Nunavut reported the highest rate of low-income households among the three territories in 2019, according to new data from Statistics Canada.
Almost one-fifth of Nunavummiut — 19.4 per cent — exist on low income, more than double the rates of the Northwest Territories (8.8 per cent) and Yukon (8.2 per cent).
Individuals are defined as having low income “if their adjusted after-tax income falls below 50 per cent of the median adjusted after-tax income” of Canadians, according to Statistics Canada.
The 2019 territorial income statistics, released Nov. 12, show that families and unattached individuals living in Nunavut reported median after-tax income of $93,800. That compares to $93,200 in the NWT and $77,800 in Yukon. Those figures were higher than any of the Canadian provinces in 2019, Statistics Canada stated.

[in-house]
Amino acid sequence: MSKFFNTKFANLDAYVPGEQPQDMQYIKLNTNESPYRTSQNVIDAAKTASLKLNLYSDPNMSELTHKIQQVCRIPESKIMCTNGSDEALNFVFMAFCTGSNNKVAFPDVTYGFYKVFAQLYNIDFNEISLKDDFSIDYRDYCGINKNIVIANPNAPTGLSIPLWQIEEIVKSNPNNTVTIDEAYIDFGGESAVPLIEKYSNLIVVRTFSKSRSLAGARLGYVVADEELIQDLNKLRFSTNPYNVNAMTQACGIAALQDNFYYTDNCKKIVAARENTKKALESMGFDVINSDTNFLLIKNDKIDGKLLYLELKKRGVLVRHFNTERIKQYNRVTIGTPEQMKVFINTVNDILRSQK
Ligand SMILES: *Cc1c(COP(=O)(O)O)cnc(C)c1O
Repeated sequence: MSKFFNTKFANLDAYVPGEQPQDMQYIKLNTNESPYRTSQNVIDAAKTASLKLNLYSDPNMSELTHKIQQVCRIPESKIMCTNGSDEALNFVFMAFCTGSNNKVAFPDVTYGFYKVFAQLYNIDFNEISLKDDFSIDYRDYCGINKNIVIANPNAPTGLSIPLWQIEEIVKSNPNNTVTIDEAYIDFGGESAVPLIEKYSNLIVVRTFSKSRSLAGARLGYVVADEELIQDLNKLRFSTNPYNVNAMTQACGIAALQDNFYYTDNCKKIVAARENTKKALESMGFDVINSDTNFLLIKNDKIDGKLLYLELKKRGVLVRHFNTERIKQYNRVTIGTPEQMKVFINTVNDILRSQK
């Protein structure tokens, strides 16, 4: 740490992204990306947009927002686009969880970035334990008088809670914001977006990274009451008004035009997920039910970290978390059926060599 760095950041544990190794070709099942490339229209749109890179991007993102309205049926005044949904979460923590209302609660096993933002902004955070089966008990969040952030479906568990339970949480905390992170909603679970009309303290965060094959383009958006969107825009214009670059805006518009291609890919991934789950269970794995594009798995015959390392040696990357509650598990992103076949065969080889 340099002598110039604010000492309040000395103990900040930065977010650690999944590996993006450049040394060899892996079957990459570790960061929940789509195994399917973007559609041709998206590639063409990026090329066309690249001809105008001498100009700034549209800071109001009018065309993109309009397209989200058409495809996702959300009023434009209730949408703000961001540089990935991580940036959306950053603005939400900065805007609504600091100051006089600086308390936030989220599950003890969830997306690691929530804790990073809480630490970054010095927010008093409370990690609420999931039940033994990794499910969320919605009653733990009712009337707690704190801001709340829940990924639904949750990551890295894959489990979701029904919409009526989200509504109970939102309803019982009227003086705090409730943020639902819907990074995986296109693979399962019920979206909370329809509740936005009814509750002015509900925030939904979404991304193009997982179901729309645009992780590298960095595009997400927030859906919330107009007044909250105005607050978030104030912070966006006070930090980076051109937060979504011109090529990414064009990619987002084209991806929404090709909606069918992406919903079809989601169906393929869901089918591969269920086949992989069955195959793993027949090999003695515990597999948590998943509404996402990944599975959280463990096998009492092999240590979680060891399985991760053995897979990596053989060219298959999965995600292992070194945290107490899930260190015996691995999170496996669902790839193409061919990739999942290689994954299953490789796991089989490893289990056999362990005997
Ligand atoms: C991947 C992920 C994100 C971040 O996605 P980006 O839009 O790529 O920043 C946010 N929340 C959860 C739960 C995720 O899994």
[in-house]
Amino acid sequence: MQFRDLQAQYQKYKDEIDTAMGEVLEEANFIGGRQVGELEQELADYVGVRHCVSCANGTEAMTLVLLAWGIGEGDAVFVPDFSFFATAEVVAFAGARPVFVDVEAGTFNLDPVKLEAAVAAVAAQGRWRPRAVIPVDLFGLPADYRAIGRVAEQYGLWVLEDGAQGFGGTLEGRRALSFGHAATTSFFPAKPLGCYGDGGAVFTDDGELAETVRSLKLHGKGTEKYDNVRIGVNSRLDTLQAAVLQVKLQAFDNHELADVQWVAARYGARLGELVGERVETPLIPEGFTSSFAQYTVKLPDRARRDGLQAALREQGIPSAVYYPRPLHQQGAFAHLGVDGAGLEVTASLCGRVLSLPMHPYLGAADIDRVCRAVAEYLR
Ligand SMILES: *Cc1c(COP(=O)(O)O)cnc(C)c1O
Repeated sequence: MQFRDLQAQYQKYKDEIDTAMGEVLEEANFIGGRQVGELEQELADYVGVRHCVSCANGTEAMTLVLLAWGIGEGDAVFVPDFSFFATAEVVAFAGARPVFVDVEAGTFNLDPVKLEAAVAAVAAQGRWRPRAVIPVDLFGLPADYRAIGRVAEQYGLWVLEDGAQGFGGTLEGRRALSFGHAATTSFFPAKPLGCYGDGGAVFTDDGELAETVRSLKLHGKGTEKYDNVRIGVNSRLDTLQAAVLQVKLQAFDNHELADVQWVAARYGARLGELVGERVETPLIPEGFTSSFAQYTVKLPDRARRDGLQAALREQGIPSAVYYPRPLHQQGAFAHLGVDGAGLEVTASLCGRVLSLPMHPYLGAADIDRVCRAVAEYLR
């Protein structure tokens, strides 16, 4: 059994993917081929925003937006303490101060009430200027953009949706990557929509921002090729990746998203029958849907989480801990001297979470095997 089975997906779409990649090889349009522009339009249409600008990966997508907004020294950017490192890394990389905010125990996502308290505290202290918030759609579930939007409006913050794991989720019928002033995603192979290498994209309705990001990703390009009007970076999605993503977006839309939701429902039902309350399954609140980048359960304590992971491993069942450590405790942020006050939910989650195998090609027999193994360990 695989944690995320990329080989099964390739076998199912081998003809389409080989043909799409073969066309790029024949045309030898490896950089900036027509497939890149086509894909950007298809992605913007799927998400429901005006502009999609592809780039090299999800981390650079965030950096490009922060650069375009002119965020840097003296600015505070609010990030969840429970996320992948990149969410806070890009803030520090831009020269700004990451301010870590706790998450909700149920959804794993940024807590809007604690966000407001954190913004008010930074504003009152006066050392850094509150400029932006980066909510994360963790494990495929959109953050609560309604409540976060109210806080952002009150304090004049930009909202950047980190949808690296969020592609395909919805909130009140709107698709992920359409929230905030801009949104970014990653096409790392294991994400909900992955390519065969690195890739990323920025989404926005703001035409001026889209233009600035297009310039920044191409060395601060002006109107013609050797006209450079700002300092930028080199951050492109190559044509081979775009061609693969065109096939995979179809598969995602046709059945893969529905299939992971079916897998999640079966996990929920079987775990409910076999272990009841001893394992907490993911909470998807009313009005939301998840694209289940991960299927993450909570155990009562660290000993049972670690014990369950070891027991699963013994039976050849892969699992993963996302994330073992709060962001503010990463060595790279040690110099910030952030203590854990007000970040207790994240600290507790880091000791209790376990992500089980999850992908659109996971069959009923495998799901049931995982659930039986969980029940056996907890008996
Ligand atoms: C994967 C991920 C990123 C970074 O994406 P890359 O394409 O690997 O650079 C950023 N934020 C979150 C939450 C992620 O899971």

The numbers were even higher in the capital cities in Nunavut and the NWT. In Iqaluit, the median after-tax income of families and unattached individuals was $106,100, while in Yellowknife it was $105,700. In Whitehorse, the figure matched the territorial number: $77,800.
However, among Indigenous families and unattached individuals in Nunavut, the median figured dropped to $85,500. In Yukon it was $72,600 and in the NWT it was $65,100 among those living off reserve.